As detailed in previous post, the Tea Act established standards and protected consumers against adulterated tea. And the man at the forefront for nearly half a century was Robert Dick (above), Chief Tea Inspector. A graduate in chemistry from Duke University,  Dick initially was a seafood inspector, then scrutinized jams and jellies before training to become a tea inspector. In an era when Lipton’s was the lingua franca, Dick was busy tasting black, green and oolongs at the official FDA tea tasting office in Brooklyn in its pre-foodie/hipster incarnation.

In addition to pu-erhs, Dick also rejected teas with “foreign flavors,” famously saying that “we had one case where the tea was shipped with some oranges and it picked up the flavor and was rejected.” Hello Earl Grey! That lasted until the early 1970s.  “We had a letter from the legal people in Washington that we couldn’t reject (flavored teas) because people in this country were flavoring the teas the same way and selling them here on this market,” explained Dick. “They said we were discriminating against the foreign suppliers.”  The response was to allow blended tea, dividing them into “scented” and “spiced” (think chai with cinnamon, cardamon, etc.) But pu-erh tea continued to be rejected, although that didn’t stop determined merchants. “I go down to Chinatown,” said Dick, “and I’ll still see these teas displayed in the store window.”

By 1995, the tea tasting staff was winnowed down to 3-9 employees in Boston, San Francisco and Brooklyn. The routine for Dick and others was the same: Measure tea, put in cups, boil water, add to cups, steep, swish in mouth, taste, and spit. The budget was minuscule (around $200,000) and the rejection rate was less than 1%. While Republican administrations since Nixon had tried to get rid of of the Tea Board, it took  Democrat President Clinton to finally turn the spigot off by repealing the act. And Robert Dick, 81, became the last official tea taster of the US. Dick died in 1997, the same year the Act was repealed.

Fun sip: Because blended teas were rejected until the 1970s, a lot of European teas were unable to reach the US market. Could this be why teas such as  those from the great Georges Cannon of France, whose blended teas are a marvel of balance, subtly, and haunting taste never crossed the pond?


A Little History Infusion: Before the FDA, there was a Board of Tea Experts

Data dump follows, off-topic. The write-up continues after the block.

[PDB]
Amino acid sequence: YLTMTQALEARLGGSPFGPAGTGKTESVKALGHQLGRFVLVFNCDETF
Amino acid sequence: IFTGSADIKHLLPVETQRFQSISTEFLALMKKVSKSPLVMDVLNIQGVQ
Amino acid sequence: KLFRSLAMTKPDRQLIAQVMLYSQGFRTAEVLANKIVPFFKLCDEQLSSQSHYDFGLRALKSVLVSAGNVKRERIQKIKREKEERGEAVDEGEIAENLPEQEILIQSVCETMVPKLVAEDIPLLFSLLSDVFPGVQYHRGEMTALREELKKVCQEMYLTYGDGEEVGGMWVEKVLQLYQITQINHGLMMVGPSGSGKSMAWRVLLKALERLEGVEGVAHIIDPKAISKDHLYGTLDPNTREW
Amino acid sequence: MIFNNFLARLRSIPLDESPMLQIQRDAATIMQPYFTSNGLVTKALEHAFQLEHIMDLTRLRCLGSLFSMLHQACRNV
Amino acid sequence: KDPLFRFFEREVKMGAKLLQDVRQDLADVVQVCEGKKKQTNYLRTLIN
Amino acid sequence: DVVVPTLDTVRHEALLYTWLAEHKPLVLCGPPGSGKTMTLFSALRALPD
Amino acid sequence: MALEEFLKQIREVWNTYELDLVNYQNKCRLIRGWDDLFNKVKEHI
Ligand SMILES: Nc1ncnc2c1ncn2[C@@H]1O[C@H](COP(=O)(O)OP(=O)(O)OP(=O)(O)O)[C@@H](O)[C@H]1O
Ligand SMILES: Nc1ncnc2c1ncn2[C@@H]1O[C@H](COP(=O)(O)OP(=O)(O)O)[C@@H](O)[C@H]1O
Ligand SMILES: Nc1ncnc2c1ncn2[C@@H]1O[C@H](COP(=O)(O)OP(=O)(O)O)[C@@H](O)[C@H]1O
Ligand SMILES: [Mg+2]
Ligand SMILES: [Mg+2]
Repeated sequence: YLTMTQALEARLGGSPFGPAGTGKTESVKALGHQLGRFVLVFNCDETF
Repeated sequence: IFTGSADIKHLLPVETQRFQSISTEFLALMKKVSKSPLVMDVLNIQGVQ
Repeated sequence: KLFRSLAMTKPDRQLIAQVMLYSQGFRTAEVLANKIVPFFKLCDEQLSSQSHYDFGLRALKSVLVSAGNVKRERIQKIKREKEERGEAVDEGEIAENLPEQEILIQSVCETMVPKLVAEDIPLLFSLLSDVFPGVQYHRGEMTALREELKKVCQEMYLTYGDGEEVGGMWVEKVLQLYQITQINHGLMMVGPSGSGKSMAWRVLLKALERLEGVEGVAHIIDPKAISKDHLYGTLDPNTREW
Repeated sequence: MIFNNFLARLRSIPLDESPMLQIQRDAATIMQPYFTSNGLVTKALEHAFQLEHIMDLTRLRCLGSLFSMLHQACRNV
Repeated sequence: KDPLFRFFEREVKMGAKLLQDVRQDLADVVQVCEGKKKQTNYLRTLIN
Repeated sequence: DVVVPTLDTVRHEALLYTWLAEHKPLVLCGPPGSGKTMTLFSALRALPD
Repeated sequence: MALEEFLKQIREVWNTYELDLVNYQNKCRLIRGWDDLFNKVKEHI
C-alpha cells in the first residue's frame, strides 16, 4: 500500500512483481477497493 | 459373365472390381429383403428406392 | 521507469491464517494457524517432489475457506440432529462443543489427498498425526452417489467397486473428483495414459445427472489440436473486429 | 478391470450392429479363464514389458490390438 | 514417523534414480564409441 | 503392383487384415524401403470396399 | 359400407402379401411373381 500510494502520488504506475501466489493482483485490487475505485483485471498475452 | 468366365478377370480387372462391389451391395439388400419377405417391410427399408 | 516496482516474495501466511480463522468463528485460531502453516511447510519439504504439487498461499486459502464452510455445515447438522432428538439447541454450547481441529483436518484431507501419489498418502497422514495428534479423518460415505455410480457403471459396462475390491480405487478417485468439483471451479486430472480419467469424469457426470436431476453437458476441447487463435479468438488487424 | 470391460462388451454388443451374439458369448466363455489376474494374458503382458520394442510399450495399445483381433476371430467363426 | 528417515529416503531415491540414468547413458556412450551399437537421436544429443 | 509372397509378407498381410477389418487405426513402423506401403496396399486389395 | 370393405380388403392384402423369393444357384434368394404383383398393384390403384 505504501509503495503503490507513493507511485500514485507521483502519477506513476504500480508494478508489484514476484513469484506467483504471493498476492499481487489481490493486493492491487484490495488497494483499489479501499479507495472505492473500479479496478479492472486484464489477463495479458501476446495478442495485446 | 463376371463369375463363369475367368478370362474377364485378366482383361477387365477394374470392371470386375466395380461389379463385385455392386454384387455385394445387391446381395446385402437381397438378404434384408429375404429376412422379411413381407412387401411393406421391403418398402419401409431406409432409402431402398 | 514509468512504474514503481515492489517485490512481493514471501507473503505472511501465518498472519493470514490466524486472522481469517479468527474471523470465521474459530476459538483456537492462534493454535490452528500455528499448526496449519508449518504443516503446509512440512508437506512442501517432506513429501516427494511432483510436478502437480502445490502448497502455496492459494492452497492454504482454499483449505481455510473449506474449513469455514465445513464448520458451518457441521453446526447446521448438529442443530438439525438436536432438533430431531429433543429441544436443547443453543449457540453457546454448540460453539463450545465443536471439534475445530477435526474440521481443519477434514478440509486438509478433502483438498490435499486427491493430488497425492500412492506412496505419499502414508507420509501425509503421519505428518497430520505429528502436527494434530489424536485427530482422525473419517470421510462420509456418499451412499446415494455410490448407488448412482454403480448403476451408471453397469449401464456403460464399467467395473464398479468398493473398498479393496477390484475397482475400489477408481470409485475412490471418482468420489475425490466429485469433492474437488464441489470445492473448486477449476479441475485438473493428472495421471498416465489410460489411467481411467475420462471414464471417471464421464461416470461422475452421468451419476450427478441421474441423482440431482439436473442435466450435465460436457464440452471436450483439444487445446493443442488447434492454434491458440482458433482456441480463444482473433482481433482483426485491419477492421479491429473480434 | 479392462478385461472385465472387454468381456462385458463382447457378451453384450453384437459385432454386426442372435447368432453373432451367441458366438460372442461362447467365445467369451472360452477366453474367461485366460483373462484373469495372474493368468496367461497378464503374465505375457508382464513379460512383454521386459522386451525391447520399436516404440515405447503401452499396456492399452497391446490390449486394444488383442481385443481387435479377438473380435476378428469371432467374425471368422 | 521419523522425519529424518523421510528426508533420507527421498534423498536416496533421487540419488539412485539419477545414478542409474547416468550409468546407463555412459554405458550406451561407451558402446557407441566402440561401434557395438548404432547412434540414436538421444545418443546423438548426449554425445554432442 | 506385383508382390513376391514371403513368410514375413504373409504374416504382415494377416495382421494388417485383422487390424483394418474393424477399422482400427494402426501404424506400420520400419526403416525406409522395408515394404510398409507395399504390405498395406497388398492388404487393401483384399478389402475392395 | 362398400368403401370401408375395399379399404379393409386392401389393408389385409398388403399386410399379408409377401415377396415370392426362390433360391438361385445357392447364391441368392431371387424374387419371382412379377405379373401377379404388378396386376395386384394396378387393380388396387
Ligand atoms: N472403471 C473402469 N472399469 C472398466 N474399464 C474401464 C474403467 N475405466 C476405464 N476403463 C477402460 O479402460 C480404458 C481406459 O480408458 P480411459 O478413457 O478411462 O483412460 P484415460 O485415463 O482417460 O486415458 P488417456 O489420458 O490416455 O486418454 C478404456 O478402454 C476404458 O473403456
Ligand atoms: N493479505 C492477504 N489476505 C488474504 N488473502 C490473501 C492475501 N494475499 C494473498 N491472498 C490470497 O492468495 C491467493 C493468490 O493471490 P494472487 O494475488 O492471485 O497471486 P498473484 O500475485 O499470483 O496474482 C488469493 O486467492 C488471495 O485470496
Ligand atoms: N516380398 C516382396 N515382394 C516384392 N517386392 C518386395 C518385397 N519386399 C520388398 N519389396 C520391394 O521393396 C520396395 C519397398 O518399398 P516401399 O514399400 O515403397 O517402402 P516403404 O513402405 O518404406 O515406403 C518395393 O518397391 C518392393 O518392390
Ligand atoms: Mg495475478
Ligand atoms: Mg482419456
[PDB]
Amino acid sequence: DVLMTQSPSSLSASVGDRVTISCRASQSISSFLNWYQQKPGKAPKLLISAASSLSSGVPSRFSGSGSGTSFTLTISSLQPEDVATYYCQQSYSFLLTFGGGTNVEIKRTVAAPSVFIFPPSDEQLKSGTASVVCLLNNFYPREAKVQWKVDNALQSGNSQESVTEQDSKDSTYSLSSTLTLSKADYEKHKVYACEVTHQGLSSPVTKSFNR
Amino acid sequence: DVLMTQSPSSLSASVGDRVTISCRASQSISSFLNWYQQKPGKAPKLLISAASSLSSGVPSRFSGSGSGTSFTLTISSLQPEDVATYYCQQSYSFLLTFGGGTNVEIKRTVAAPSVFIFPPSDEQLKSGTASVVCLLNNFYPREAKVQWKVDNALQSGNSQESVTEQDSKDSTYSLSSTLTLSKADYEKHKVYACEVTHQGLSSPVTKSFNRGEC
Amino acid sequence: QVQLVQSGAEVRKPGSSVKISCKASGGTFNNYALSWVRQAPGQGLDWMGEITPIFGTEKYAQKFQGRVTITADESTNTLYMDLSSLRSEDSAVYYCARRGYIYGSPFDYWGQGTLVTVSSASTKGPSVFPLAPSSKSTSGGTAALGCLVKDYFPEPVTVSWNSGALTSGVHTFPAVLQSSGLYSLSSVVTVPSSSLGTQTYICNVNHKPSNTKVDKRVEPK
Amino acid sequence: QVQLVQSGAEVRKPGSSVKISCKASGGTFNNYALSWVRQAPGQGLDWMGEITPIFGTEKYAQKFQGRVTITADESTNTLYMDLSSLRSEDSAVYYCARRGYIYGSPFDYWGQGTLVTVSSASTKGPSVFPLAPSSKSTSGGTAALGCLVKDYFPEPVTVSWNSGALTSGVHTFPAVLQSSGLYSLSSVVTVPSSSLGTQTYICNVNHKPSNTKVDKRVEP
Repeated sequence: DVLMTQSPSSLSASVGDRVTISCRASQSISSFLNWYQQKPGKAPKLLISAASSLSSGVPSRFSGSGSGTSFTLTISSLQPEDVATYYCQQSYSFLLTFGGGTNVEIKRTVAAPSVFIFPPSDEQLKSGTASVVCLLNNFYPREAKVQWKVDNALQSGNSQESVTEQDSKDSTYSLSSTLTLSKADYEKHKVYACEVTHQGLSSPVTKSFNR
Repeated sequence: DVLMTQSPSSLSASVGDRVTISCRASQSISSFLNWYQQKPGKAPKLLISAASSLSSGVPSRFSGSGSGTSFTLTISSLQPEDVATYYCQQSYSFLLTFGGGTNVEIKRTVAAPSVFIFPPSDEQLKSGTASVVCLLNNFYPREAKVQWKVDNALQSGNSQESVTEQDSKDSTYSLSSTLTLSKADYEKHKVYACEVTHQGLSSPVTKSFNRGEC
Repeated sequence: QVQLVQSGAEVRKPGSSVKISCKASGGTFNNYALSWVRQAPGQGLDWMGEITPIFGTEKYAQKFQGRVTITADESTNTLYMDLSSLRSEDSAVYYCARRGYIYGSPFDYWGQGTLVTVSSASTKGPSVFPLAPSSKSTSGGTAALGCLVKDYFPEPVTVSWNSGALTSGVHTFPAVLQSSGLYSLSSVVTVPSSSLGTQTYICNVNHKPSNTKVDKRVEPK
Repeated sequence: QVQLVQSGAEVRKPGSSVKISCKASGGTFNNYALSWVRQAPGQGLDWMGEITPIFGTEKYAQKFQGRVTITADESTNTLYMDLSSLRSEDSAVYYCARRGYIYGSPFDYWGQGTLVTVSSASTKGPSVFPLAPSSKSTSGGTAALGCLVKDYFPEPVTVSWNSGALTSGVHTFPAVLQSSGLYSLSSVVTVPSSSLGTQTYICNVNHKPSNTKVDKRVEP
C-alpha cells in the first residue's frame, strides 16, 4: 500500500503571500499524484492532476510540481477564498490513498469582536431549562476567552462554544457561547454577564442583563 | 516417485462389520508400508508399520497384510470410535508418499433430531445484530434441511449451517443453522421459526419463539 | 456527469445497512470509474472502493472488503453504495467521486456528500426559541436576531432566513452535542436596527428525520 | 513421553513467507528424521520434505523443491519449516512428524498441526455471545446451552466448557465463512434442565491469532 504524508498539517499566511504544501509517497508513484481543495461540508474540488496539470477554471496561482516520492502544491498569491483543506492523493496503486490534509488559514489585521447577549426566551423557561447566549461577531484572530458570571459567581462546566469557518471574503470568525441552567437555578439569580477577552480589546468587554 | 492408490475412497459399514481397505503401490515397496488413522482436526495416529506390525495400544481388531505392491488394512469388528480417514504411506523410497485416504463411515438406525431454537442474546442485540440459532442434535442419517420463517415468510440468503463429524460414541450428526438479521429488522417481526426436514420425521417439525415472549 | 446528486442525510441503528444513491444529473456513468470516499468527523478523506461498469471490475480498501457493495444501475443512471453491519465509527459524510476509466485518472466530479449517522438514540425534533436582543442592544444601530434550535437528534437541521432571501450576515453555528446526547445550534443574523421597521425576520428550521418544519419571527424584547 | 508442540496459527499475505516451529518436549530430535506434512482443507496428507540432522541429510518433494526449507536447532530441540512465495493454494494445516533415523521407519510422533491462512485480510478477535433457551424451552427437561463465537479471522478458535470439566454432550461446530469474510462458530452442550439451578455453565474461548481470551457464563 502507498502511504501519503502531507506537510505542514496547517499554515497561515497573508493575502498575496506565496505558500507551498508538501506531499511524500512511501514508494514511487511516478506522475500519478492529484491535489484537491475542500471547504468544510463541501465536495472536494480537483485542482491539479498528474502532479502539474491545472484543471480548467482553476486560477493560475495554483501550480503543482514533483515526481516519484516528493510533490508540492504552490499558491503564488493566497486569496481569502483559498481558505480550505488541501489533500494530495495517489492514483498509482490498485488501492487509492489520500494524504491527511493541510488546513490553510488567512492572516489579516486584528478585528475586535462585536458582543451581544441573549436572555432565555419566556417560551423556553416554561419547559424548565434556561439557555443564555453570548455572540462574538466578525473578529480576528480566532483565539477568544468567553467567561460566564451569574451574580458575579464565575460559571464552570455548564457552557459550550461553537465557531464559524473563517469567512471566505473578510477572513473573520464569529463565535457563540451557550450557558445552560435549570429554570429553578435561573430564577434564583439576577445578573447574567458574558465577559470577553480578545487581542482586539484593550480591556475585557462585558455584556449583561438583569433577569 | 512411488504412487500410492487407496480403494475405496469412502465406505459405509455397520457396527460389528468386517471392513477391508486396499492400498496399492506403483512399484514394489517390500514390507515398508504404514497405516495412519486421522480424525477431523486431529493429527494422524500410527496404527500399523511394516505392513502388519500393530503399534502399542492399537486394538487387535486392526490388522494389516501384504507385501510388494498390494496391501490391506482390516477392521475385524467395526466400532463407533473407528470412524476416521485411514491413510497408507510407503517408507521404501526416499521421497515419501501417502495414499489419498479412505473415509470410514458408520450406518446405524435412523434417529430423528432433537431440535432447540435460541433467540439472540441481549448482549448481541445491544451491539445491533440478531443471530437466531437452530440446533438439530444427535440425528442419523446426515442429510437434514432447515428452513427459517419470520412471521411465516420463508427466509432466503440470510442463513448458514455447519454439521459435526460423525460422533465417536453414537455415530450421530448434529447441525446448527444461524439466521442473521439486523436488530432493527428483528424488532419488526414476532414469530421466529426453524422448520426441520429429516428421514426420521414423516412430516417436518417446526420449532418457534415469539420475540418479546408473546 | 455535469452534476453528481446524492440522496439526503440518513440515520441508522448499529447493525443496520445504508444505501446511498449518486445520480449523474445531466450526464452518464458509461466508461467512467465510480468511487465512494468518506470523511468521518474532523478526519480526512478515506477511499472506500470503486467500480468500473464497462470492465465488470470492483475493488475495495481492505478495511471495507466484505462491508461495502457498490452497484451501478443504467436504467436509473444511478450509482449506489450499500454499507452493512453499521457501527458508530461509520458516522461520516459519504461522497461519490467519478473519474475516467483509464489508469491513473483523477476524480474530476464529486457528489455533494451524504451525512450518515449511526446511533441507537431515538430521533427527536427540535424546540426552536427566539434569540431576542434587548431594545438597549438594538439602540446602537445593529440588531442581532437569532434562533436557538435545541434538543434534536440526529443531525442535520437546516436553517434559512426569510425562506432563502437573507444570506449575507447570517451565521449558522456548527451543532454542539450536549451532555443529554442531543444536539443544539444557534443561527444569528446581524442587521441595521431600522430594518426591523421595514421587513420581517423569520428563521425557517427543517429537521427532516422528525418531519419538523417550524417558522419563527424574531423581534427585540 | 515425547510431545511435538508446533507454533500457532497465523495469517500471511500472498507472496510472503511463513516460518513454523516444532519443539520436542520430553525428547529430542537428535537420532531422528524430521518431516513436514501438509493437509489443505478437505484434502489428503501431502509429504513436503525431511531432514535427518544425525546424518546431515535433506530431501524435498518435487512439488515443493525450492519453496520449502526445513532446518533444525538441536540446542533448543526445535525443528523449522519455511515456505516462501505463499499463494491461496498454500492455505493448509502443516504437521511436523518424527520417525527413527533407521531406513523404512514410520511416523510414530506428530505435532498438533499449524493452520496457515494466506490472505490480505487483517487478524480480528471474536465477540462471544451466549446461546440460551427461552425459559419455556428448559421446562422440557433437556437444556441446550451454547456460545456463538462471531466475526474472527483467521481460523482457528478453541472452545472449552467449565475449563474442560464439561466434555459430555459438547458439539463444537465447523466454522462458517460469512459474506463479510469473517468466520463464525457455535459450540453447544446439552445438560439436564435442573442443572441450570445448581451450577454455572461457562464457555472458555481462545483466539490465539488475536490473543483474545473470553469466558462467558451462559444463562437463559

Who knew that for almost a hundred years, the tea in your cup had to pass federal inspection? But that’s exactly what happened, thanks to the Tea Importation Act of 1897, which also had the unintended consequence of excluding entire categories of tea.

The Act was intended to set standards for “purity, quality and fitness for consumption” and was modeled after laws in Great Britain. You might think the Brits, whose passion for tea sparked the opium wars, would only settle for the best.  But tea was also a source of tax revenue and sold by weight. So the stage was set for tea to be cut with clay or even iron filings by unscrupulous merchants while at the source,  green  tea was often spiked with Prussian blue  (to make it look greener) and black tea spiked with gypsum.( Prussian blue, as you might already know, contain arsenic.)  But since the fillers were not taxed as much as the pure tea, tax revenue went down and stiff fines were given to dealers in adulterated tea.

While tea drinking in the US was never as part of the culture as it was in Great Britain, it became an increasingly popular drink by the 1880s. Problem was that the US was often a dumping ground for cheap, inferior tea. The aim of the 1897 Tea Importation was to ensure quality — and prevent practices such as mixing tea with other plants, bulking up tea with sawdust and pawning off used tea leaves as new. Tea, according to a 2004 paper by then-Harvard law student Patricia deWitt, was the first federal food to be regulated.